Column: Big Ten is Ruining a Perfect Setup with New Additions

by Jonah Rosenblum (@jonahlrosenblum)

There's no doubt that the Big Ten's expansion into College Park, Maryland, and New Brunswick, New Jersey, is a brilliant move. For Penn State that is — not the Big Ten.

Quite frankly, I'm not sure why the Big Ten is making this move. The Big Ten had the perfect setup. It remained a Midwestern conference at heart, giving it a clear identity. Nearly every match was meaningful, well engrained in history and importance. It's the type of conference where you know and keep up with your rivals. The type of conference where even as a Northwestern graduate, I wanted to know what happened between Minnesota and Iowa. The type of conference where I would frequently spend a night by the television watching a contest between Wisconsin and Ohio State, not because I cared about either team, but because I cared about the Big Ten, loved the Big Ten and embraced the Big Ten as if it were my own. I just can't see myself caring about a Maryland-Iowa game in that way. It will still feel like a non-conference game to me.

Because you see the Big Ten isn't my own. I wasn't born into the Big Ten. I was raised in New York City, in a region where professional sports have long dominated the landscape. We'll get back to that later. I occasionally tuned into a Coulmbia Lions football game, a Syracuse basketball game or a St. John's basketball game. Heck, there was a time when I was quite invested in the St. John's-Miami rivalry in the Big East. It was the closest thing I knew to a great college sports rivalry, until I arrived in Big Ten country, that is. What made me fall in love with the Big Ten was the passion it arouses in each of its communities, the centrality it holds in Iowa City, Madison and Minneapolis, the way people can recite former Golden Gophers the same way they can recite the alphabet. Of course, that's true of any sports team. That's the magic of sports. What makes the Big Ten even greater is the way fans can look decades and decades into the past and recall past matchups between Iowa and Northwestern (hello, Corey Wootton and Ricky Stanzi) or Michigan and Ohio State (Woody and Bo live forever). Nebraska fit beautifully into that tradition, since the Cornhuskers have been playing the Hawkeyes since the beginning of time. Omaha first welcomed the Hawkeyes in 1891. Iowa City entered the equation in 1903. Lincoln, soon after, in 1904. The way Big Ten fans know their league as well as their team is unparalleled.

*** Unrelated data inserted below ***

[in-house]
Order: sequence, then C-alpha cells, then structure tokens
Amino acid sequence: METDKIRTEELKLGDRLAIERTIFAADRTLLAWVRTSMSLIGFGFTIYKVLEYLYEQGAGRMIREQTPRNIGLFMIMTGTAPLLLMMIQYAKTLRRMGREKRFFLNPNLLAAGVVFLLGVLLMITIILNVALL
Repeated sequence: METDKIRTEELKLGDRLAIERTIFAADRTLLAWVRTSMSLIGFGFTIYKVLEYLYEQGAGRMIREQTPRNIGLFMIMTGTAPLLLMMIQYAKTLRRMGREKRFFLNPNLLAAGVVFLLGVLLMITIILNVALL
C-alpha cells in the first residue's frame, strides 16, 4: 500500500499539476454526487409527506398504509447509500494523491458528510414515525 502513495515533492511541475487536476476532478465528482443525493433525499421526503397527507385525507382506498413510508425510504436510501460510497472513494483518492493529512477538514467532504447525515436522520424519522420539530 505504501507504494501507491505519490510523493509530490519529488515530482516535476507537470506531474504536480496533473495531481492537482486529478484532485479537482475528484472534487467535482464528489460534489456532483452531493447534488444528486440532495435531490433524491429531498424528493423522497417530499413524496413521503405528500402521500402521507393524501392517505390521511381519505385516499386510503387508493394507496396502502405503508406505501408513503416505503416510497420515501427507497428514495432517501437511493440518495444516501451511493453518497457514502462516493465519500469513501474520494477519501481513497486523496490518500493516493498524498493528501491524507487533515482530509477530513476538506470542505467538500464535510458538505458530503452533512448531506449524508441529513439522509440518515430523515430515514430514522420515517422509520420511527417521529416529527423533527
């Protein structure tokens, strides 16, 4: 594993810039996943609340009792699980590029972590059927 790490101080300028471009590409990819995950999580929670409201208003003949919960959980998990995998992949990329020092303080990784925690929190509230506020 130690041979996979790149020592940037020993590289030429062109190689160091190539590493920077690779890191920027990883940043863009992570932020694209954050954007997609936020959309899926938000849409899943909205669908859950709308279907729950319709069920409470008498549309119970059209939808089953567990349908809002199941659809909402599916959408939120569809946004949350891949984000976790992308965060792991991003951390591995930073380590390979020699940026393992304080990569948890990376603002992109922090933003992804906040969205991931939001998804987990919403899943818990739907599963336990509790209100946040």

I feel like the Big Ten is comparable to a school like North Carolina, where approximately 90 percent of the students hail from the Tar Heel State. Most of the Big Ten's followers, adherents and admirers hail from within. They grow up around the game. Any kid growing up in Iowa knows that the Hawkeyes are good, the Cornhuskers are bad and the Wildcats are sneaky, little pests who ruin perfectly good seasons in Iowa City. The rivalries, the hatred and the excitement come with a Midwestern rearing. It's quite simply part of one's Big Ten-soaked DNA. The regional nature of it is part and parcel of the magic. In Chicago, clusters of Big Ten alumnus meet, gather and debate. Cubicles throughout the Windy City light up with talk of Ohio State going undefeated, Minnesota reaching respectability, Kirk Ferentz nearing the chopping block and Northwestern at long last making the NCAA Tournament. As an adopted son of the Big Ten, I revere its tradition, its regional flavor and its passion, the likes of which I had never seen before. And I'm left to wonder why the Big Ten needs to dilute its magic with two new members that don't fit into the tradition and history of the Big Ten.